The United Nations think that health care is the nub to development, and the forerunner to any of the other Sustainable Development Goals; that is for a country, or a continent…or Africa to develop strongly, there must be sound healthcare system first. I think that there are many suffering in Africa because of the unaffordable, inaccessible, and inadequate health care system, and I think that in order to keep the tolls of death low, perhaps people don’t need to wait for a revolution to the health sector, maybe what we need is an easily accessible, and affordable health alternative. Because of the many polluted rivers, African children die daily from diarrhea. The Center for Disease Control and Prevention tells us that 2,195 children die EACH DAY from diarrhea. Due to the unaffordable health care system, many diabetic sufferers die without receiving proper medication or medical attention. Hence, many African countries like my country, Nigeria, have one of the highest diabetic sufferers and deaths.
My name is Ivan Ezeigbo. I am 20 years old, and currently a sophomore at Minerva Schools at KGI, California, USA. I was inspired by Monica Marcu’s book, The Miracle Tree, to research with a team back in Nigeria on the blood regulatory power of the contents of the leaves of a very medicinal plant. It is a herbal plant that has just drawn a lot of attention in its potential to cure over three hundred ailments. This is the Moringa Oleifera. We experimented on Wistar albino rats. The idea was to inject alloxan intraperitoneally to all groups of Wistar albino rats with healthy working pancreas (alloxan increases blood sugar level, thus inducing hyperglycaemia or making them “pseudo-diabetic”). The bioactive agents of moringa leaves were extracted with ethanol and water, and two groups of the rats were treated each with these contents. An additional group was treated with synthetic insulin (insulin is a natural blood regulatory hormone that brings down blood sugar level), and all three groups were observed. We discovered that the group of Wistar albino rats treated with the bioactive agents of the moringa leaves extracted with water had a SIGNIFICANTLY SIMILAR blood sugar level as those treated with synthetic insulin, and less significant with those treated with ethanol. This unearthened two truths. First, moringa has powerful blood regulatory effects, almost equivalent to the natural insulin. Secondly, water is a better extraction agent than ethanol, unlike the case for many other plant leaves. Aside its blood regulatory power, moringa also cures diarrhea, and many other bacterial and fungal infections. It is also a healthy store for numerous nutrients, vitamins and amino acids. It also thrives very well in these tropical regions of Africa, especially the Southern Nigeria. Armed with this knowledge, I took up the entrepreneurial project of making moringa teas using tea bags because this would not only help a lot of poor people in Nigeria, and Africa in general, who cannot afford or obtain quality health care, but would be a cheap and accessible way of maintaining a healthy lifestyle. Furthermore, since water is a good extraction agent for moringa, moringa teas would provide consumers the maximal health benefits. Even though, I have not had the necessary funding and have been self-funding this project, my motivation to help people live longer and healthier has kept this dream going, and I have not tired out in bringing this to fruition. I am still conducting researches and experiments on my tea, and I have just purchased about two plots of land for moringa farming. I would still need to set up an industry where these teas will be processed.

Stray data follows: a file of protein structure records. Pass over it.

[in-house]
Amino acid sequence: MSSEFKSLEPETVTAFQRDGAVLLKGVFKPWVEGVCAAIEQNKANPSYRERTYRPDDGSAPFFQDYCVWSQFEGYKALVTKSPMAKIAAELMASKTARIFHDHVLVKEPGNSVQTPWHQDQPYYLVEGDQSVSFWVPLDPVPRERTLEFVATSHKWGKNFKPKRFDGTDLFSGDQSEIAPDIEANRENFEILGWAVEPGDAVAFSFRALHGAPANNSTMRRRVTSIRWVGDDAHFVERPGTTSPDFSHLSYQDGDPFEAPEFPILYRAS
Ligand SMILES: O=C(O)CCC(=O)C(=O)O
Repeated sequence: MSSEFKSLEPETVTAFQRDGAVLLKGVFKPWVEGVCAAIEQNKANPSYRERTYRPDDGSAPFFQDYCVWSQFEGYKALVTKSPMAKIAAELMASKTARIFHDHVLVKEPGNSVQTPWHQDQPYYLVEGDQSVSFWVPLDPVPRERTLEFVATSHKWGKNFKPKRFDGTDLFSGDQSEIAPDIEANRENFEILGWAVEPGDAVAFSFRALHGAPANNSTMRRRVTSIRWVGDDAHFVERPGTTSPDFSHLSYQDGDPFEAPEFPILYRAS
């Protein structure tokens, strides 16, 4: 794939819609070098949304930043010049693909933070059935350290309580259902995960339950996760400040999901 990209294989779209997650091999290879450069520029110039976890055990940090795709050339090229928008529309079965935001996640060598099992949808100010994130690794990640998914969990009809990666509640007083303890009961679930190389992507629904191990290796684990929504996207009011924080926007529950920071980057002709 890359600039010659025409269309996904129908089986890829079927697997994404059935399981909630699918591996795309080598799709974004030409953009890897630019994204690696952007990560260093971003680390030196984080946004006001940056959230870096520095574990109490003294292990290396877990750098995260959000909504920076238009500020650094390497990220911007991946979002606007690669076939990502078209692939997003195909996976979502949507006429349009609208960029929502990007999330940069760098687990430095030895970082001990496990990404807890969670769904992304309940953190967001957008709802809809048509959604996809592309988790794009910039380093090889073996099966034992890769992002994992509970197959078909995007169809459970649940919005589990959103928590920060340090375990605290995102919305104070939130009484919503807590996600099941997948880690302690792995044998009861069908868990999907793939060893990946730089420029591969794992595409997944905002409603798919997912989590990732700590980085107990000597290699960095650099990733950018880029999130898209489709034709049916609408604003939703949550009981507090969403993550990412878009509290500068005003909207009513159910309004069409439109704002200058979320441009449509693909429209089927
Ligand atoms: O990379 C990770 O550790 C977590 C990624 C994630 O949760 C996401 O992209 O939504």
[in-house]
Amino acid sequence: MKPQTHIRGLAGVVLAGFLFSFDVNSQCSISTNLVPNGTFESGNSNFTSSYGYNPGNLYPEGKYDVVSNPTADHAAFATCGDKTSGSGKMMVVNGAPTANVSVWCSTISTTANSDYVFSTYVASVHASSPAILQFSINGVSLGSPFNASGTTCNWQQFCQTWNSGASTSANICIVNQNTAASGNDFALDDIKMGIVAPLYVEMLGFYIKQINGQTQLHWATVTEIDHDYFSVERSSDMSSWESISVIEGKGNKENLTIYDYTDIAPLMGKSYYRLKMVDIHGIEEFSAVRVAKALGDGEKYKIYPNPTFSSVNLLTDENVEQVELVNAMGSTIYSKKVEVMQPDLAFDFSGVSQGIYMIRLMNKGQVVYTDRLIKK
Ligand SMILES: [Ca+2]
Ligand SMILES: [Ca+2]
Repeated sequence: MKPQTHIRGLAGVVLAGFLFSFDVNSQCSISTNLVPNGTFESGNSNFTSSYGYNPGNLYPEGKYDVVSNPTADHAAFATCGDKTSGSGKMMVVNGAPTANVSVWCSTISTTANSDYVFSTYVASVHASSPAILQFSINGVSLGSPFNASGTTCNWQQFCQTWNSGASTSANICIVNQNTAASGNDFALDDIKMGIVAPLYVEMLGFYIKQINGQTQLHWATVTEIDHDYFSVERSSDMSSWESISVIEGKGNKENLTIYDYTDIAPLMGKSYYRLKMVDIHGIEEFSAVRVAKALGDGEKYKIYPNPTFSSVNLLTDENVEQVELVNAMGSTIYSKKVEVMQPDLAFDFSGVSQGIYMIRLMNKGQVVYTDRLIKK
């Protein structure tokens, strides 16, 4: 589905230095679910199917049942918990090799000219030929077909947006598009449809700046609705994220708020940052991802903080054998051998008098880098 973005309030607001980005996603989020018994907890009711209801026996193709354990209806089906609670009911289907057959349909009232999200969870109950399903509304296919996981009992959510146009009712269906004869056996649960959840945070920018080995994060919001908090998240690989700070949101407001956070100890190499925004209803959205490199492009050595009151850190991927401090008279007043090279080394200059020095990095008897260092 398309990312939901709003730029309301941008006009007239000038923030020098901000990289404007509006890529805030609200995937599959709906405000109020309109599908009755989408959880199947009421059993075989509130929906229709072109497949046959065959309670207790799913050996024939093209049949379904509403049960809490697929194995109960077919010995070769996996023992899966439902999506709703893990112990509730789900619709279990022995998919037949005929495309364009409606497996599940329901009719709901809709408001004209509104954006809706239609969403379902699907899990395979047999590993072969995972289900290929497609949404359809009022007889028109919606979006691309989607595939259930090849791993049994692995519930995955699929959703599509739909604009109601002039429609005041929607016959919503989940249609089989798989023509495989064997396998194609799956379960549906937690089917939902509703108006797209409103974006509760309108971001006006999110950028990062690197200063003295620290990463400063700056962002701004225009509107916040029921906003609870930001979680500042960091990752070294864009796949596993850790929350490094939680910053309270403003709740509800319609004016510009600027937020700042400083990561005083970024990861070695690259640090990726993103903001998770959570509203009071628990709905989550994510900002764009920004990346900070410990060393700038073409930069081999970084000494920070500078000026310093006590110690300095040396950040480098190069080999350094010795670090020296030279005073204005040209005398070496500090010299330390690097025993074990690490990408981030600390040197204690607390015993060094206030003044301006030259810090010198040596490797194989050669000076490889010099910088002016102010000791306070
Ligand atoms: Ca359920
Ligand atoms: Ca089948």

This is good news to diabetic sufferers in Africa; it is good news to poor children and families in Africa who cannot afford quality health care. This is good news to hypertensive patients and the obese. This is good news to Africa. My dream is that this project greatly lowers mortality rate in Africa, and if we are not being too optimistic, perhaps…just perhaps, we may begin to realize stronger development.
A link to the paper we published on the experiment with Wistar albino rats: http://article.sapub.org/10.5923.j.diabetes.20160503.02.html